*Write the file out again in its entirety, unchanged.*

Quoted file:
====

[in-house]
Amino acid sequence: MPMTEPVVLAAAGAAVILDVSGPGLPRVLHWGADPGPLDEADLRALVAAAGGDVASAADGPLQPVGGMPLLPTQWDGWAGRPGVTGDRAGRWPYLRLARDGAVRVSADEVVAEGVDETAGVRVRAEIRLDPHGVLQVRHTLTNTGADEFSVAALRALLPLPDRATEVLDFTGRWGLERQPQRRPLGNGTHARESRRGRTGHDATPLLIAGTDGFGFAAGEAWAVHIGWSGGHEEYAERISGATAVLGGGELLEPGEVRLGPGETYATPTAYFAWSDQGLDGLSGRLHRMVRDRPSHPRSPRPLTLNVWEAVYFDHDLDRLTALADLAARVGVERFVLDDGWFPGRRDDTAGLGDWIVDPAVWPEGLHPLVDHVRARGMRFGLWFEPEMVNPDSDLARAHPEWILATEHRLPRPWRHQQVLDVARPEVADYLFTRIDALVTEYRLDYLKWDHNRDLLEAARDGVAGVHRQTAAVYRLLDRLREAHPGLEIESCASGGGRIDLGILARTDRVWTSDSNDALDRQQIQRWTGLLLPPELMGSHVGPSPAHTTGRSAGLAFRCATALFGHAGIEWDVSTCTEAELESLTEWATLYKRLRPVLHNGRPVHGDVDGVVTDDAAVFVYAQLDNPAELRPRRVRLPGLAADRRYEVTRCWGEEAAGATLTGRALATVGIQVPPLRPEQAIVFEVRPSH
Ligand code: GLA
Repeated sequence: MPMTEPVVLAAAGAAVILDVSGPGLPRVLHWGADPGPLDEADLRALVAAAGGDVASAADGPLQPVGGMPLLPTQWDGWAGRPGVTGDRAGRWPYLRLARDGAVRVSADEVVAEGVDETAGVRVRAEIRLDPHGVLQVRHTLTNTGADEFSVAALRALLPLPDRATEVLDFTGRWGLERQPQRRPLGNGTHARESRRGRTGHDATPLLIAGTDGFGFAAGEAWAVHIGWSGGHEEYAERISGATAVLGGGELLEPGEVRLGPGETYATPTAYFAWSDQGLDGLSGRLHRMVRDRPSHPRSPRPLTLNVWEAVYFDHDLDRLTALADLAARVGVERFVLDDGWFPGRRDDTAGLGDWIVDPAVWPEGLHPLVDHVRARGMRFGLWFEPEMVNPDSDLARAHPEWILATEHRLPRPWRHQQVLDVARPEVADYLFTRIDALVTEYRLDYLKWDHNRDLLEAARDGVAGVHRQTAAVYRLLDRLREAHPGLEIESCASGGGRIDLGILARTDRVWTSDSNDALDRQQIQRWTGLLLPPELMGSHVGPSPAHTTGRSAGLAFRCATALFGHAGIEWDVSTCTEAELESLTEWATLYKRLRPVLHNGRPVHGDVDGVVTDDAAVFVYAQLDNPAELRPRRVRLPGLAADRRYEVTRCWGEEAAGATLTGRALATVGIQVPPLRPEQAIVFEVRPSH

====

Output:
[in-house]
Amino acid sequence: MPMTEPVVLAAAGAAVILDVSGPGLPRVLHWGADPGPLDEADLRALVAAAGGDVASAADGPLQPVGGMPLLPTQWDGWAGRPGVTGDRAGRWPYLRLARDGAVRVSADEVVAEGVDETAGVRVRAEIRLDPHGVLQVRHTLTNTGADEFSVAALRALLPLPDRATEVLDFTGRWGLERQPQRRPLGNGTHARESRRGRTGHDATPLLIAGTDGFGFAAGEAWAVHIGWSGGHEEYAERISGATAVLGGGELLEPGEVRLGPGETYATPTAYFAWSDQGLDGLSGRLHRMVRDRPSHPRSPRPLTLNVWEAVYFDHDLDRLTALADLAARVGVERFVLDDGWFPGRRDDTAGLGDWIVDPAVWPEGLHPLVDHVRARGMRFGLWFEPEMVNPDSDLARAHPEWILATEHRLPRPWRHQQVLDVARPEVADYLFTRIDALVTEYRLDYLKWDHNRDLLEAARDGVAGVHRQTAAVYRLLDRLREAHPGLEIESCASGGGRIDLGILARTDRVWTSDSNDALDRQQIQRWTGLLLPPELMGSHVGPSPAHTTGRSAGLAFRCATALFGHAGIEWDVSTCTEAELESLTEWATLYKRLRPVLHNGRPVHGDVDGVVTDDAAVFVYAQLDNPAELRPRRVRLPGLAADRRYEVTRCWGEEAAGATLTGRALATVGIQVPPLRPEQAIVFEVRPSH
Ligand code: GLA
Repeated sequence: MPMTEPVVLAAAGAAVILDVSGPGLPRVLHWGADPGPLDEADLRALVAAAGGDVASAADGPLQPVGGMPLLPTQWDGWAGRPGVTGDRAGRWPYLRLARDGAVRVSADEVVAEGVDETAGVRVRAEIRLDPHGVLQVRHTLTNTGADEFSVAALRALLPLPDRATEVLDFTGRWGLERQPQRRPLGNGTHARESRRGRTGHDATPLLIAGTDGFGFAAGEAWAVHIGWSGGHEEYAERISGATAVLGGGELLEPGEVRLGPGETYATPTAYFAWSDQGLDGLSGRLHRMVRDRPSHPRSPRPLTLNVWEAVYFDHDLDRLTALADLAARVGVERFVLDDGWFPGRRDDTAGLGDWIVDPAVWPEGLHPLVDHVRARGMRFGLWFEPEMVNPDSDLARAHPEWILATEHRLPRPWRHQQVLDVARPEVADYLFTRIDALVTEYRLDYLKWDHNRDLLEAARDGVAGVHRQTAAVYRLLDRLREAHPGLEIESCASGGGRIDLGILARTDRVWTSDSNDALDRQQIQRWTGLLLPPELMGSHVGPSPAHTTGRSAGLAFRCATALFGHAGIEWDVSTCTEAELESLTEWATLYKRLRPVLHNGRPVHGDVDGVVTDDAAVFVYAQLDNPAELRPRRVRLPGLAADRRYEVTRCWGEEAAGATLTGRALATVGIQVPPLRPEQAIVFEVRPSH